We began the evening by walking to the White House. It was already after sunset, the sky over the capital retaining the color of the city beneath it, a pale cloudless night, the air thin and clear with wind.
The crowd there was already dense. We dispersed into it. North of Lafayette Square, where the words “Black Lives Matter Plaza” had been painted at the intersection of 16th and H, a circle was beginning to form.
It was a flash mob. Participants emerged, their shoulders and legs whipping together. They were dancing to a Kendrick Lamar song that felt shockingly out-of-date. They numbered perhaps a dozen. Their sweatshirts were a brilliant yellow. Their masks matched the tint of their washed-out jeans. Television cameras stood off to the side, banked with technicians. We had an hour before the polls closed in Florida.
What were we expecting? By “we” I mean a small group of friends: longtime DC residents, as well as a few of my MFA students, in from Virginia, to write about the election. Four years ago, on a similar Tuesday in November, I’d stood dumbstruck in the center of this city’s brassy downtown heart as Donald Trump’s success became increasingly clear.
Today I’d told myself to be ready for anything. The polling could be off again. We might need weeks to count the votes. It is hard to anticipate what you can’t imagine.
A few months earlier, this intersection had been the setting of a brutal police riot; peaceful protestors were driven off with tear gas and rubber bullets so that the current president could pose for a Bible-wielding photo op. And now we were surrounded by hundreds of people, dancing and wearing masks. There was a holiday-like feeling to it all, and a sense of anticipation. After four long years, perhaps it was all finally coming to an end.
We left the crowded plaza and headed to the National Press Club, a few blocks over, its familiar layout rearranged for the pandemic. There we’d watch the first results come in, the beginning of what we all hoped would amount to a landslide.
As I’m writing this now, it’s just past dawn, the sun coming on, a depth of sky against stark blue branches in the distance. I’m thinking about Washington DC, the way the city shapes itself to the south along the park, branching east, its courthouses and monuments and municipalities. A cold, windless silence: on a morning like this you’d be hard-pressed to catch any sound at all, let alone the now-familiar wash of rotors bearing Marine One to Andrews Air Force Base, or Walter Reed, or in whatever direction it might be headed next. At the Press Club last night the news kept coming in, along with the texts from friends and phone calls from family. It was too much to sit in front of the television.
We headed back out, walking in the direction of the Trump Hotel. I was hoping to glimpse the projectionist who had cast from his car every day since August a message against the building’s southern facade: the updated number of Americans who’d died from Covid-19 alongside a quote from the President. “228625,” it read last Thursday. “If I can get better, anybody can get better.”
“What do you think Trump will do if he loses?” I asked him now.
“Well I don’t see him packing up and playing golf,” he told me. As if on cue he tipped his head back, let out a long staccato hawhawhawhaw!, licked his lips to punctuate his satisfaction and added, “I just don’t see him stopping. It’s traditional for the president to walk away, but he’s the leader of a movement here… he’s a gunslinger…”
I was having a tough time holding my focus. My phone kept buzzing with alerts and updates. Our conversation turned, without explanation, to literature. “What’s your favorite book?” I found myself asking him.
“Oh gosh,” he said. Farage looked around. A tall young man, apparently his aide, tapped a watchless wrist and said, “We really need to leave.”
But Farage was smiling mischievously. He shook his head. “I won’t be drawn into that. No!” And then he let out another burst of laughter. “Okay,” he said, holding up his palms. “Okay I’ll give you an answer! But you won’t know it.” He seemed to lean in. “You’ve never heard of John Buchan and The Thirty-Nine Steps.” And then he stood up straighter, gazing expectantly. “Tell me you’ve never heard of it!”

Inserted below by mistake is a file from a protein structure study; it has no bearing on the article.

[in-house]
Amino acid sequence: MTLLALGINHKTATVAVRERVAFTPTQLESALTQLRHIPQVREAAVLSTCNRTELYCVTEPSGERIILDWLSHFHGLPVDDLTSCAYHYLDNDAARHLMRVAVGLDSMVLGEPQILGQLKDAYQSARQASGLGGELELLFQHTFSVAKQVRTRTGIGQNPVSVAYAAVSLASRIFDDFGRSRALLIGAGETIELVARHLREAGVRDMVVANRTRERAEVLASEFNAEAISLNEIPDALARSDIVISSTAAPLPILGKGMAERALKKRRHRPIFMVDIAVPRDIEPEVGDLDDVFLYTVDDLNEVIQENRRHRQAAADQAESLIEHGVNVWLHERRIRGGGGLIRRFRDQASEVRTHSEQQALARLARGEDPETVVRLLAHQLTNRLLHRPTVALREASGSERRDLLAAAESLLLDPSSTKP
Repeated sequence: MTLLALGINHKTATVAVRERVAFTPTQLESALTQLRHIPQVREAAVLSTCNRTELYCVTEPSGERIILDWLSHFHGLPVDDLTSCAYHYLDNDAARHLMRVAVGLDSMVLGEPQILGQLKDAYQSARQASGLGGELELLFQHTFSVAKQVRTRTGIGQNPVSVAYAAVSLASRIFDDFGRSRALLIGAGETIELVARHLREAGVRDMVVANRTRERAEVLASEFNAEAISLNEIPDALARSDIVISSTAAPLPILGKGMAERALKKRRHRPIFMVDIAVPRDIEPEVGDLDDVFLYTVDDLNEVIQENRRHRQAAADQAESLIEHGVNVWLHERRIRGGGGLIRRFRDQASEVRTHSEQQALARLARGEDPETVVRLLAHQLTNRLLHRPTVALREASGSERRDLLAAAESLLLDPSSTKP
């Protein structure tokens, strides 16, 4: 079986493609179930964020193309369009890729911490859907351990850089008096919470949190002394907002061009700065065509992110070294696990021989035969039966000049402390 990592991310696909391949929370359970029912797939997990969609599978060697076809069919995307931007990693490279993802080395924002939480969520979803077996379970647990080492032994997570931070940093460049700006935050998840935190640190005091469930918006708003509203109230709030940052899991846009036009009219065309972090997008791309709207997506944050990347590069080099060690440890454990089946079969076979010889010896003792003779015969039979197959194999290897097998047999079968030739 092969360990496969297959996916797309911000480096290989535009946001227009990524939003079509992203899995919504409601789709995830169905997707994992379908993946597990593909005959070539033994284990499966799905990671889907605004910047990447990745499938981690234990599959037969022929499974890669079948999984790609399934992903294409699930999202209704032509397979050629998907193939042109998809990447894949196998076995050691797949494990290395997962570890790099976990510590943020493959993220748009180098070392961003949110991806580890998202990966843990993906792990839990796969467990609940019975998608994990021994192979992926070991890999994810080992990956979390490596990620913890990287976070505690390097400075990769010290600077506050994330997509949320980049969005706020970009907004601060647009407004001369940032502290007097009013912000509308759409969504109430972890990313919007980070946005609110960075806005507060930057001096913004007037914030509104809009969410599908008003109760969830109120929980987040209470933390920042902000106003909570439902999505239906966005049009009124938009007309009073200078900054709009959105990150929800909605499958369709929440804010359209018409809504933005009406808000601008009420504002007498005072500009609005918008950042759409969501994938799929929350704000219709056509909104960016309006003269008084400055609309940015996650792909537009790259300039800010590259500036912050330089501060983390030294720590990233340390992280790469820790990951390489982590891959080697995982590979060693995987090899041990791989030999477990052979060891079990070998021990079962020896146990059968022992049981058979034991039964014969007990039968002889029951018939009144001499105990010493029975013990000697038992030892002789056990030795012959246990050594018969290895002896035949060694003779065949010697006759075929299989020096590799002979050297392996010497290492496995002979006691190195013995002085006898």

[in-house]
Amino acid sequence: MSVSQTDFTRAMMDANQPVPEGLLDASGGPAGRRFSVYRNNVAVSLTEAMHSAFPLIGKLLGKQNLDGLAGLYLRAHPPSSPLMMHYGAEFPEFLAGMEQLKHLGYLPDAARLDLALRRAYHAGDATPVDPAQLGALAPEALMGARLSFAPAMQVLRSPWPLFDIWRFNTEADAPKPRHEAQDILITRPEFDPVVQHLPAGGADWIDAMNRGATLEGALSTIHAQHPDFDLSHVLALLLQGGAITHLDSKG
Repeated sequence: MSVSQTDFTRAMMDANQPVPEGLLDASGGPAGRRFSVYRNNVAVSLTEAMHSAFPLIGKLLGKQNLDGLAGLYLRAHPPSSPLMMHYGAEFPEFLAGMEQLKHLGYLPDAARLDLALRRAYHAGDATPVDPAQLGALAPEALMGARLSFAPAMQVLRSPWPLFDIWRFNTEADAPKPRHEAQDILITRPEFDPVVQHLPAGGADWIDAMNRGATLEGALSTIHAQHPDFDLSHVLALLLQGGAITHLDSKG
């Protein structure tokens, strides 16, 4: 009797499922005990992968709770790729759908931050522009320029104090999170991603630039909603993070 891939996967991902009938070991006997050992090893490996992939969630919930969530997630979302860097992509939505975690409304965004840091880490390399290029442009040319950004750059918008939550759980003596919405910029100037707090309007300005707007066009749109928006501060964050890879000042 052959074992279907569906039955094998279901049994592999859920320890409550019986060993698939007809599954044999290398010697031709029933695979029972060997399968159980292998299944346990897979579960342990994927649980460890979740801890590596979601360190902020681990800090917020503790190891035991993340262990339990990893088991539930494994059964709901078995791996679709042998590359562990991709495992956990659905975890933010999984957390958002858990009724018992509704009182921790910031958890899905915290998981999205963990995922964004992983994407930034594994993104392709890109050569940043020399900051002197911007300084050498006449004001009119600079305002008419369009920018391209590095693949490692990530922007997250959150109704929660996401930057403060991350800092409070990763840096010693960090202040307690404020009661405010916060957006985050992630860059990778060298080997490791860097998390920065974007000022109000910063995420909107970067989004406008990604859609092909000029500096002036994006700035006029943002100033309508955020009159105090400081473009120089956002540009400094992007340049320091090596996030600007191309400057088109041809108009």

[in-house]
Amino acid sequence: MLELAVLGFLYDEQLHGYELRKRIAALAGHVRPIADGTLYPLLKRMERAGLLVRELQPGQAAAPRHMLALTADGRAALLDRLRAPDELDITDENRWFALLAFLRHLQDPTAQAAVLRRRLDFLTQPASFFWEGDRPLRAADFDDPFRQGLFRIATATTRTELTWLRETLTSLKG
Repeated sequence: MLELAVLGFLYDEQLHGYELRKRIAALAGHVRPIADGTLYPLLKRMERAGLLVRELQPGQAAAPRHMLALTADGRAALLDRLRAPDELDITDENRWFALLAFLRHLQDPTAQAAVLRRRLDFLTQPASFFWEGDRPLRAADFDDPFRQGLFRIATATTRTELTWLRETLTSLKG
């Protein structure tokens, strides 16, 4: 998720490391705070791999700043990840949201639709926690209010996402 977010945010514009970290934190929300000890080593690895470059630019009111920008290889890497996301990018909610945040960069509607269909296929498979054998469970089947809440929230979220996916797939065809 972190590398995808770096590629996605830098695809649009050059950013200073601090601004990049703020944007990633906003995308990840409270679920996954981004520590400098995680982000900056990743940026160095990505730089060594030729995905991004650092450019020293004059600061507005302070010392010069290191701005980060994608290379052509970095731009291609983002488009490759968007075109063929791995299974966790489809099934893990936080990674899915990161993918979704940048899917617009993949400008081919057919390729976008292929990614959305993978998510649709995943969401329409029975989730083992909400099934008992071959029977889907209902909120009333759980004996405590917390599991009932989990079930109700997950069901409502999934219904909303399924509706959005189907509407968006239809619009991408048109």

What could I say? My friend would explain to me as we walked away a few minutes later that this was a great book that Alfred Hitchcock had made into a great film. But in that moment, standing in the shadow of the president’s hotel, Farage was right. Buchan? The fuck is he? For the life of me I had no idea what on earth he was talking about.
We walked west in search of a nightcap, hoping for a drink at a patio bar. Earlier in the evening we’d seen a gaggle of red hats congregating at 10th and E Street—the only substantial gathering of Trump supporters any of us had managed to spot—and as we rounded the corner to a bar called Harry’s, they were all there: MAGA-hat wearing men in suits and shirts and yellow-cuffed black jackets. Inside and out there were perhaps thirty or so in total. They were members of the Proud Boys, a far-right extremist group of self-described “male chauvinists” who President Trump had refused to condemn in September. “Stand back and stand by,” he’d told them instead.I felt their eyes on me now. My friend said again, “We need to leave.”
They were celebrating. The news was ideal: The race was too close to call. They had been patient, and now the moment had arrived when they could make themselves useful. Donald Trump was prepared to use whatever means necessary in service of retaining the presidency, and they had become one of the many dogs in his fight. Harry’s Bar has long windows like the kind you see on train cars, and out of the corner of my eye, moving from table to table, sliding into booths and back out, was Enrique Tarrio, a one-time Republican primary candidate for Florida’s 27th congressional district, the Florida state director of Latinos for Trump, and the chairman of the Proud Boys.
I would have recognized him even if he had been wearing a mask. We’d gotten into an argument in 2019, while I was reporting from CPAC, the annual conservative gathering at the National Harbor. We were guests on a podcast together. I’d been invited to discuss my latest book about the writer Hunter S. Thompson, he’d been invited to discuss his recent “de-platforming.” While I tend to agree that trying to strike up a conversation with the sort of people who prefer violence over dialogue is a bad idea, I wanted to see what he had to say.
He was thinner than I remembered in his black hoodie, sporting a dark, well-manicured beard. His black baseball cap was facing backward, his glasses were RayBans with big frames and thick lenses. “We never shouted at each other like you wrote in your article,” he told me now. I didn’t know what to say to that. I asked him instead where he thought all this uncertainty would lead.